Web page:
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Mendelian genetics:



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  • 1. Mendelian genetics: Gene: a specific sequence of nucleotides (or heriditary unit) that codes for a particular polypeptide Allele: an alternate form of a gene Homozygous: having two copies of the same allele of a gene. Heterozygous: having two different alleles of the gene in question. Phenotype: the physical appearance or manifestation coded for by a genotype. Genotype: the genetic make-up of an organism. Mutations: 1) Somatic mutations: occur in somatic (body) cells and can be passed on to daughter cells (those that result from mitotic divisions), but are not passed on to sexually-reproduced offspring. 2) Germ line mutations: mutations that occur in the cells that give rise to gametes (usually during the process of meiosis). These are often passed on to sexually- reproduced offspring.
  • 2. Mutations (cont.): 1) Aneuploidy: failure of chromosomes to separate during anaphase I or II of meiosis leading to gametes with one extra or one fewer of a particular chromosome than a normal gamete. 2) Polyploidy: individuals with cells having one or more complete extra sets of chromosomes (triploids, tetraploids, etc.). This occurs either via autopolyploidy (malfunction during meiosis) or allopolyploidy (hybridization involving diploid gametes from different species). Central Dogma, revisited… DNA ↓ RNA ↓ Protein
  • 3. The Universal Genetic Code codons Amino acids coded for by specific codons Point mutations: change in a single nucleotide. Silent mutations: nucleotide change does not affect amino acid sequence.
  • 4. Redundancy in Genetic Code: different codons code for same amino acid. Missence mutations: point mutations that change codons and amino acid sequence and, in turn, the protein produced.
  • 5. Nonsense mutations: point mutations that create a Stop codon in place of an “active” codon and halts translation. Frame-shift mutation: the insertion of a nucleotide into a normal sequence; this alters all the following codons beyond the insertion.
  • 6. Types of chromosomal mutations: 1) Deletions 2) Duplications 3) Inversions 4) Translocations Deletion: removal of chromosomal segment Duplication and deletion occur when homologs break at different places and unequally swap parts during crossing-over.
  • 7. Inversions: the flipping of chromosomal segments. Reciprocal translocations: the exchange of segments between non-homologous chromosomes Gregor Mendel’s experiments with peas Cross two parental plants with different characteristics. Gather mature seeds and grow them.
  • 8. Cross-breed the offspring from those seeds. Analyze the seeds from the above crosses for seed characteristics. Both parents are homozygous; one dominant (SS, smooth seeds) and the other recessive (ss; wrinkled seeds). F1 generation are all heterozygous (Ss), but appear smooth seeded. F2 generation are ¼ homozygous dominant, ½ heterozygous & ¼ homozygous recessive.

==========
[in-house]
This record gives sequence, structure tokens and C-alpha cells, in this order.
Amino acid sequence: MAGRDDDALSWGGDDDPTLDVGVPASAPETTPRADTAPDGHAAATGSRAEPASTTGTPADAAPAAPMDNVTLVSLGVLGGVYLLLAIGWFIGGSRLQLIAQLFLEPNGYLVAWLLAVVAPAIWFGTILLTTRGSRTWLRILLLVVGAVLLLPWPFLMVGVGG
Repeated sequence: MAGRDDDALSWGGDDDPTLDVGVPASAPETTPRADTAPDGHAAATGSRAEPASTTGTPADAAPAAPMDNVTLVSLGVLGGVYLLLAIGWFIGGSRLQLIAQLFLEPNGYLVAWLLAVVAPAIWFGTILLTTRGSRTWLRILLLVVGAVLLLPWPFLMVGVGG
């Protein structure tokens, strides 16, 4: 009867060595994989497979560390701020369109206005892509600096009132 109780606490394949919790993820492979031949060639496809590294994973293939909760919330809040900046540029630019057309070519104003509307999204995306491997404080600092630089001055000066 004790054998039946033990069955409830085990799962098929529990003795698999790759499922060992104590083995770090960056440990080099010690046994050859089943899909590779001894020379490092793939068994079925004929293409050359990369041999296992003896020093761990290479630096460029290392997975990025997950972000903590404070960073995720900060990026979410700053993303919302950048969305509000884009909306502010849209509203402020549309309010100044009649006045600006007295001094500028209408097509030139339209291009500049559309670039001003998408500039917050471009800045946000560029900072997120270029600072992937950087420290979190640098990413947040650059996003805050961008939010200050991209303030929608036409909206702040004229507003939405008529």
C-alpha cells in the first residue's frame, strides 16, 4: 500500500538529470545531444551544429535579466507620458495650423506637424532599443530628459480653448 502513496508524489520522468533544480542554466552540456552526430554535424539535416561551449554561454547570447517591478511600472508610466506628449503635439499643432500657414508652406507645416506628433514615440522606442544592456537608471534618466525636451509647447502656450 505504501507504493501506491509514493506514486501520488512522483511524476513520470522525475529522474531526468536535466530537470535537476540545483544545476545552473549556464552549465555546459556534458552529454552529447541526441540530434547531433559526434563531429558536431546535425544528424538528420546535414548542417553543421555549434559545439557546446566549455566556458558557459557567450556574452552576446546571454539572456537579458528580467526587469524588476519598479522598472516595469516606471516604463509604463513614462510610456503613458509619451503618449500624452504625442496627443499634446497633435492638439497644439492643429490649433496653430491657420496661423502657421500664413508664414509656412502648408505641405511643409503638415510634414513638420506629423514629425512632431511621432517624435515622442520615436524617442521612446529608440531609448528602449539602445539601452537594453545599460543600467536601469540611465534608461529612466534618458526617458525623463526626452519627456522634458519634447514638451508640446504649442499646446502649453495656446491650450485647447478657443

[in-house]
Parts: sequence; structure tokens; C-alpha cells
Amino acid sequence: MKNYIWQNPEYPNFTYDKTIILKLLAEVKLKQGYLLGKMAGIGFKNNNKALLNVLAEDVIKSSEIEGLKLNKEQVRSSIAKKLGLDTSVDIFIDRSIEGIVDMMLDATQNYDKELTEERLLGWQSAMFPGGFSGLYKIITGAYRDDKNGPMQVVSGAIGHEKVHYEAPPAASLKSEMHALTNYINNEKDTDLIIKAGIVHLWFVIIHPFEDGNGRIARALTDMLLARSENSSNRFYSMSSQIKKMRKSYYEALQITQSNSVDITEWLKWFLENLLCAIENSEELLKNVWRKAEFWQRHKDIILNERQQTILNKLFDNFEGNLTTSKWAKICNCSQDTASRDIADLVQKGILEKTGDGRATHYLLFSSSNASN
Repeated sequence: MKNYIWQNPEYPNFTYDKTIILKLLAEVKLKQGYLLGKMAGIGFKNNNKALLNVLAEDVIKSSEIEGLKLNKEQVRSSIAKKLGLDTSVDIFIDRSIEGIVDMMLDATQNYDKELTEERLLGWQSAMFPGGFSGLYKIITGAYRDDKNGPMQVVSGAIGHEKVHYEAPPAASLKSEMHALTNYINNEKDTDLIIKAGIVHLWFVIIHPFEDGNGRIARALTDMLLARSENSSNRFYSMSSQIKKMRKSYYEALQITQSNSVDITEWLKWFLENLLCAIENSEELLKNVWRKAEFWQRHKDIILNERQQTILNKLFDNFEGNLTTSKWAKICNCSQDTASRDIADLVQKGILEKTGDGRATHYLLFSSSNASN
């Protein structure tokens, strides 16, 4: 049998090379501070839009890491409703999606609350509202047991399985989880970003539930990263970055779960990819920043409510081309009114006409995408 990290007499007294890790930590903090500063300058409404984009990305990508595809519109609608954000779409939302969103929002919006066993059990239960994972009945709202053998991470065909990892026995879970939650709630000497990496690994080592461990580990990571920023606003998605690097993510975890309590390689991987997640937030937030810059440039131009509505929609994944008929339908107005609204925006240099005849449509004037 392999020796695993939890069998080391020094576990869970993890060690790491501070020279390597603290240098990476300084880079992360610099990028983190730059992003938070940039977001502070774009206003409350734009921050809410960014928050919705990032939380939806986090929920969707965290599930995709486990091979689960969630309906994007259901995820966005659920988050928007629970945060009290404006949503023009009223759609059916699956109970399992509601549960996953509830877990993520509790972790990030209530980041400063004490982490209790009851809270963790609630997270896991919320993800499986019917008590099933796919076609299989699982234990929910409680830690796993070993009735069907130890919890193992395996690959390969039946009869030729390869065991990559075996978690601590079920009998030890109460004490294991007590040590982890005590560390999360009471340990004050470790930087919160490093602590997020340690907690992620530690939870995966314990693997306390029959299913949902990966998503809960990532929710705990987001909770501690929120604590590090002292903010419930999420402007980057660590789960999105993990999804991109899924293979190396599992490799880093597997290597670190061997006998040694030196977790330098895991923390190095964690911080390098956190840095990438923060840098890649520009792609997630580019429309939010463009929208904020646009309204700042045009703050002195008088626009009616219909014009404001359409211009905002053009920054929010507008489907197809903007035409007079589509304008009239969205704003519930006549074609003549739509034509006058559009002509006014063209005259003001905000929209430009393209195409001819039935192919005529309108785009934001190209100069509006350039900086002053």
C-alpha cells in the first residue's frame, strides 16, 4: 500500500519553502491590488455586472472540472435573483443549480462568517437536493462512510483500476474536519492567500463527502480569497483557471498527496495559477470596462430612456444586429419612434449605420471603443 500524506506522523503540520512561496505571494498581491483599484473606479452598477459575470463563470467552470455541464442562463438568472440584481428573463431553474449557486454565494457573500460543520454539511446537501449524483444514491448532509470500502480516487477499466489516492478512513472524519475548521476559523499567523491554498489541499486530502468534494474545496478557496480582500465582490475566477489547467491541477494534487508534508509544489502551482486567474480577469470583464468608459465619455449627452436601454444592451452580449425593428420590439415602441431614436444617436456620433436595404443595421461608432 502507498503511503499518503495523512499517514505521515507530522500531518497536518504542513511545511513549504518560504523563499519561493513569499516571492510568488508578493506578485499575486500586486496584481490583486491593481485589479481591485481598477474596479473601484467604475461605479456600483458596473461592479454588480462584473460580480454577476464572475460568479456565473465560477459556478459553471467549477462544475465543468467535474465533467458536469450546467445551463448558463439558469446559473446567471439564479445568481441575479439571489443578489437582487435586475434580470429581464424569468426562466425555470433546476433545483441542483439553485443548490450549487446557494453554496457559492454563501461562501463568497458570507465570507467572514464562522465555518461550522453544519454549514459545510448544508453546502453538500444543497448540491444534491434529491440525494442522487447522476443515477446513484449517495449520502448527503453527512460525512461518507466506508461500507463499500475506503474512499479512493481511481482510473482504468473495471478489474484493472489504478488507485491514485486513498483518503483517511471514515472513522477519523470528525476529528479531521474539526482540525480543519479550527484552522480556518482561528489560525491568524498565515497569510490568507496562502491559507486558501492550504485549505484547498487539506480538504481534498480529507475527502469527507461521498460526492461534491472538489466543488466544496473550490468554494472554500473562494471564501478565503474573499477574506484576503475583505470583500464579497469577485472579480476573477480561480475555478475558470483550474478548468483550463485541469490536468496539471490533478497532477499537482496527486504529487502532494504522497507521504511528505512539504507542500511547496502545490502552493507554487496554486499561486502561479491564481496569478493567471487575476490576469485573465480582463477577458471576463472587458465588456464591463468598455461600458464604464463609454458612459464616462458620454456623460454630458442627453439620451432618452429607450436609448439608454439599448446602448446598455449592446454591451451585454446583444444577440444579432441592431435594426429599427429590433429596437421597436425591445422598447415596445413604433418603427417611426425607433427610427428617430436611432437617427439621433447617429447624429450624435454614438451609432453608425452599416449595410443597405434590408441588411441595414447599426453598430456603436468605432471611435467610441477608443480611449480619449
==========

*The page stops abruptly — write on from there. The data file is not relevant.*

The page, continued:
• 9. Punnett Square: parental cross S S s Ss Ss s Ss Ss Homozygous dominant = SS; heterozygous = Ss; homozygous recessive = ss; Phenotypes: both homozygous dominant and heterozygous individuals have smooth seeds; homozygous recessives have wrinkled seeds. Punnett Square: F1 generation S s S SS Ss s Ss ss Genotypes: ¼ homozygous dominant, ½ heterozygous, ¼ homozygous recessives. Phenotypes: ¾ smooth, ¼ wrinkled.
  • 10. Dihybrid cross: a cross involving two loci (2 genes) each with two alleles. Phenotypic ratio: 9:3:3:1 Incomplete dominance: where one allele is not expressed preferentially to another when they are combined in the heterozygote state.
  • 11. Incomplete Dominance: when heterozygotes have a phenotype that is intermediate between the two homozygous conditions. Codominance: when both alleles are expressed in the heterozygous individuals. Example: blood types.
  • 12. Pleiotrophy: when a single allele causes more than one distinguishable phenotypic effect. Epistasis: when the phenotypic effects of one gene are influenced by another gene. Many characteristics (height, skin color, etc) are the product of the interaction of many genes. These interactions usually produce a wide variation in trait expression (quantitative traits). Many genes have multiple alleles (not just one or two).
  • 13. Gregor Mendel (July 20, 1822 - January 6, 1884). Moravian monk (ordained as priest, August 6, 1847). Discoverer of the fundamental principles of "mendelian" genetics.
  • 14. Exercise: Work in partners or small groups (tables, perhaps). Beads represent alleles (i.e., black = dominant allele, white = recessive). Two blacks will equal the homozygous dominants, a black and white the heterozygotes, two white beads the homozygous recessive condition). With beads combined in equal numbers in a jar, choose beads and assign characters to a hypothetical plant. Example: Black beads White beads purple flwrs white flwrs Axial flowers terminal flwrs yellow seeds green seeds smooth seed wrinkled seeds Tall stems short stems pod inflated pod constricted Construct ten plants based on all the above characteristics. Calculate and record the ratio of each set of characteristics (i.e., purple flwrs vs white flwrs; yellow seeds vs green seeds, etc). Now do the same with 50 plants.